On January 20, 2012, the FY 2012 Rural Energy for America Program (REAP) Solicitation was issued. The REAP program provides grants to agricultural producers and rural small businesses to purchase and install renewable energy systems and make energy efficiency improvements. Deadlines are set for March and June of 2012.
Washington State August 30, 2010 The State of Washington has awarded Cascade Community Wind Company (CCWC) one million dollars (30% grant 70% low interest loan) to help install up to eight community wind turbines before December 2011.
A new report from Lawrence Berkeley National Laboratory reveals how the 30% investment tax credit (ITC) and cash grant equivalent have increased benefits for the development of Community Wind projects. “Revealing the Hidden Value that the Federal Investment Tax Credit and Treasury Cash Grant Provide To Community Wind Projects” analyzes the impact of new federal policies for wind farm investment incentives introduced this year as part of the U.S. economic stimulus program.
Webinar Series: Financing for Community Wind and Community Energy Projects
This is a recording of the first in a four-part webinar series at no charge that will provide attendees with vital information regarding Community Wind and Community Energy project financing in the new policy environment of the American Recovery and Reinvestment Act of 2009.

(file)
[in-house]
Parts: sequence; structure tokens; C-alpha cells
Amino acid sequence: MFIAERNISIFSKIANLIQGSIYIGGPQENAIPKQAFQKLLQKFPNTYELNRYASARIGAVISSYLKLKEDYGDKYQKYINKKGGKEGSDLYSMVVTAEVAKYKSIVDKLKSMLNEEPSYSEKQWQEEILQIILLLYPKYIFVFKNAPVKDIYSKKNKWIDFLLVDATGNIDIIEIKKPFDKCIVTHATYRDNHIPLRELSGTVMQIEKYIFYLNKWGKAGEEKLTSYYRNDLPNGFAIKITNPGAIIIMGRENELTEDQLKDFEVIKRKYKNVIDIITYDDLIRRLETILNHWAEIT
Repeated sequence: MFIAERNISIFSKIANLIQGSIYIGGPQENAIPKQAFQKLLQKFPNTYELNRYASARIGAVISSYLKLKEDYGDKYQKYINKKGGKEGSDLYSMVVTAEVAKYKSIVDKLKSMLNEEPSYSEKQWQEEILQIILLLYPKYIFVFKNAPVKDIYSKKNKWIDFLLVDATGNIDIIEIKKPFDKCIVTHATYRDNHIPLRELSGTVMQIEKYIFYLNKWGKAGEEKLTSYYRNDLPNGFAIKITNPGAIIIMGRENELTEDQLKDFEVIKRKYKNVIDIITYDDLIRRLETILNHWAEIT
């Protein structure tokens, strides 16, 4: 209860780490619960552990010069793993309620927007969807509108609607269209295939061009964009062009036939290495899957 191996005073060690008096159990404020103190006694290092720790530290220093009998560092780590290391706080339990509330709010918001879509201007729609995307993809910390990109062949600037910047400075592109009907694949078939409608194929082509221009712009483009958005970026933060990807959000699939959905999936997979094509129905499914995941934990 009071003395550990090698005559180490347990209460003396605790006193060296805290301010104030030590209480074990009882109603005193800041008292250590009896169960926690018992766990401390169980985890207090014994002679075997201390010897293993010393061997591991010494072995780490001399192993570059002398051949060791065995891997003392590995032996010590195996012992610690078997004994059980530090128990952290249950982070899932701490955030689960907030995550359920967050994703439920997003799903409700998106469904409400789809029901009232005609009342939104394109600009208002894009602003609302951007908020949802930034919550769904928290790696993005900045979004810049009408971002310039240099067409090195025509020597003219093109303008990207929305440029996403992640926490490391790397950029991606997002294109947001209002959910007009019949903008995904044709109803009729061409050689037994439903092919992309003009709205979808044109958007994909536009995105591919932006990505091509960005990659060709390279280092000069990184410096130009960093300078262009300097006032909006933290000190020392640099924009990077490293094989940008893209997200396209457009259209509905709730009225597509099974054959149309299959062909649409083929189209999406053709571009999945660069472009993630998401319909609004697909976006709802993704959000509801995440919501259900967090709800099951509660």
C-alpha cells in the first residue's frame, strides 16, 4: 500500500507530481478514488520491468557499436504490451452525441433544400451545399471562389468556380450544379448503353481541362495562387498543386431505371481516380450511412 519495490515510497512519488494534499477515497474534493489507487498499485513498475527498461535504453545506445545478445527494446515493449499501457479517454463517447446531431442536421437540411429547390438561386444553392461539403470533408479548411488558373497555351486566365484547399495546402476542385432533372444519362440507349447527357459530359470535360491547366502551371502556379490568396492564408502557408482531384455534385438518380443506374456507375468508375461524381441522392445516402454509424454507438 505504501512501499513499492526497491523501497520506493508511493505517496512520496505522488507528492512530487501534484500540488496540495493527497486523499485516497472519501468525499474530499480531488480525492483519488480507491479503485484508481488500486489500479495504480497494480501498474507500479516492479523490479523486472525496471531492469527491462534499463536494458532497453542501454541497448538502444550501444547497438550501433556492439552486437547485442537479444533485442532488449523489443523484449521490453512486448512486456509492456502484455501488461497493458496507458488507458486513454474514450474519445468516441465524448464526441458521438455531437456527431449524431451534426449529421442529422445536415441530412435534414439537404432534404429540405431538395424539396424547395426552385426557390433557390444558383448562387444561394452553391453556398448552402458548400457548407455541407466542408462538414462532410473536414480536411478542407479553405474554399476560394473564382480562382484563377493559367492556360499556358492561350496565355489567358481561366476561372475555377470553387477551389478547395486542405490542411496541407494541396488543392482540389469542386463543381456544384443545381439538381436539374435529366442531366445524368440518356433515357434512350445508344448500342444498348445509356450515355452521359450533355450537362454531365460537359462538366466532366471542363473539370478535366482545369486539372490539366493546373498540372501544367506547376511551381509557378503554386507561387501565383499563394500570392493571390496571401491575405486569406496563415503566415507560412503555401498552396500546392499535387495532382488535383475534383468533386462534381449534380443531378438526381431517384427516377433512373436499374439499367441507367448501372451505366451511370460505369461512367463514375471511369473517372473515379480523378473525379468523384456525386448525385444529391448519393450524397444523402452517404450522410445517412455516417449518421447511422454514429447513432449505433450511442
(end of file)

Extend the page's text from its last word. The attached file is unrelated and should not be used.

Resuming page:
PTC, ITC or Cash Grant:
Where should a community wind developer begin?
Thursday, August 27, 2009
This webinar presented information about:
- The opportunities relating to each incentive as outlined in the ARRA
- What it takes to get a U.S. Treasury Cash Grant in lieu of tax credits, including:
- How to access the funds
- How and when to get project costs certified
- What to expect in the application process
- What the requirements are for submission
Lisa Daniels, Windustry
Jim Duffy, Nixon Peabody LLP
Forrest David Milder, Nixon Peabody LLP
Matt Ferguson, Reznick Group
Julie Newland, Reznick Group
Kevin Schulte, Sustainable Energy Developments
A transcript in Adobe Reader (PDF) format is also available in the link below:
Windustry Webinar Transcript
In-kind sponsorship of this webinar was provided by National Renewable Energy Lab (NREL), Nixon Peabody LLP, Reznick Group, and Sustainable Energy Developments (SED).
Washington, D.C. - The U.S. Treasury Department has announced the second round of awards for cash assistance to energy producers in place of tax credits. This provides provides an additional $550 million, bringing the total to more than $1 billion awarded to dateto companies committed to investing in domestic renewable energyproduction.
The American Recovery and Reinvestment Act of 2009 extended many consumer tax incentives originally introduced in the Energy Policy Act of 2005 (EPACT) and amended in the Emergency Economic Stabilization Act of 2008 (P.L. 110-343).
Consumers who install residential small wind systems with a nameplate capacity of not more than 100 kilowatts can receive a 30% tax credit for systems placed in service before December 31, 2016; the previous tax credit cap no longer applies. This Residential Renewable Energy Tax Credit also applies to solar energy systems (including solar water heating and solar electric systems), geothermal heat pumps, and residential fuel cell and microturbine systems. There is no maximum credit for systems placed in service after 2008.
- Systems must be placed in service on or after January 1, 2008, and on or before December 31, 2016.
- The home served by the system does not have to be the taxpayer's principal residence.
- Use IRS Tax Form 5695 for filing (a 2009 version will be available in late 2009 or early 2010.)
Information is available at the federal EnergyStar web site:
Federal Tax Credits for Energy Efficiency